Technical Tuesday: Aluminum Casting

Updated: Apr 20

Simply put; you heat metal it gets malleable. If it get hot enough, a.k.a. the melting point (science), solid forms transform from solid to liquid state where in the the can be cast to a form. While I usually encourage trying things at home for yourself, this process should be performed with great caution in the proper facilities. However if that scenario is accessible to you I highly recommend you give aluminum casting a try.

That being said aluminum casting is a process that involves just that, applying heat to aluminum in order to form it. A stone furnace is outfitted with a gas line torch used to apply heat to a bowl loaded with solid metal. The bowl is known as a crucible. It is usually made from charcoal or ceramics. These materials having a much higher melting point than metals especially aluminum (1,221ºF). Once the metal in the crucible reaches liquid state, the crucible is removed from the stone furnace. You will need two people to achieve this operating crucible tongs. The glowing red crucible is then place on either a sand base of stones. At this point the slag or impure metals are scraped off the to of the liquid. The two people will then work in tandem to lift and pour the liquid metal into a form.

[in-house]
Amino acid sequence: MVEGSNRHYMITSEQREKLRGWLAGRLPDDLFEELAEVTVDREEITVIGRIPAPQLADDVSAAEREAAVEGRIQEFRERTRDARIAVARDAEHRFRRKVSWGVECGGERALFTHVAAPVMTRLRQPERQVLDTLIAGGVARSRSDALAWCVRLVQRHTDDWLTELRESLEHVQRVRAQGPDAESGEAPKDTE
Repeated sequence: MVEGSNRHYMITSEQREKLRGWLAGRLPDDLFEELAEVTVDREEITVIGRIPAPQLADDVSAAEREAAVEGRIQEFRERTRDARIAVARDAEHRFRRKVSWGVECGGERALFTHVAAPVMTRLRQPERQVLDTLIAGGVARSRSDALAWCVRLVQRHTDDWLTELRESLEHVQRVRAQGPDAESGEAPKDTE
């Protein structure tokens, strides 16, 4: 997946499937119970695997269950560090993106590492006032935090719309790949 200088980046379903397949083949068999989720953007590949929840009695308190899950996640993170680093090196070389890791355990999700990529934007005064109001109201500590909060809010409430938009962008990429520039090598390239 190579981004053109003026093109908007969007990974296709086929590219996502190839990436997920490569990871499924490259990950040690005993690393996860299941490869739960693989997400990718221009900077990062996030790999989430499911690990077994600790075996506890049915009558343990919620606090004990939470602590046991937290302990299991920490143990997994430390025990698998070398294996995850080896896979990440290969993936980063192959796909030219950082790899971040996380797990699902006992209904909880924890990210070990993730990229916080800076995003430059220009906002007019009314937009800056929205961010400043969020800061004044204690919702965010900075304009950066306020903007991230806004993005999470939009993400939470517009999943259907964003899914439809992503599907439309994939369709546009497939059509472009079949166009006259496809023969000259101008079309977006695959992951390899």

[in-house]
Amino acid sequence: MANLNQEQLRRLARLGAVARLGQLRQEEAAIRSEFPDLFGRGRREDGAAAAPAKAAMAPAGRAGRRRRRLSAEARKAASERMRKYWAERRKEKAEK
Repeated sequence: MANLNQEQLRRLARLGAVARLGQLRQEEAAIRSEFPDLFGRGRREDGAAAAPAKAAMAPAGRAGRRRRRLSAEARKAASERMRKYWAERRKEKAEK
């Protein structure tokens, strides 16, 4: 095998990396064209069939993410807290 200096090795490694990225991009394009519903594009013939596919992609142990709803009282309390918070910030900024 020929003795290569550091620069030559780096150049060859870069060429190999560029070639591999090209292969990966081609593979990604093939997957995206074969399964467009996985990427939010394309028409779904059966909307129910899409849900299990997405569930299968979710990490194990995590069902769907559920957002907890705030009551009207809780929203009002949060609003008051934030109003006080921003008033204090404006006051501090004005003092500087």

A great inexpensive material used to set liquid metal is sand. Sand acts as a great material for the liquid metal to cool, due to its property of being very effective in dispersing heat. The fact that it is very fine in its grain allows for detailed impressions to be pressed into wet sand and act as a negative mold for the metal to fill in. Sand will repel the metal. Once poured let the aluminum sit for 20-30 minutes until its is cool to touch. At this point it can be removed from the sand and rinsed off, leaving you with a detailed positive of the mold.

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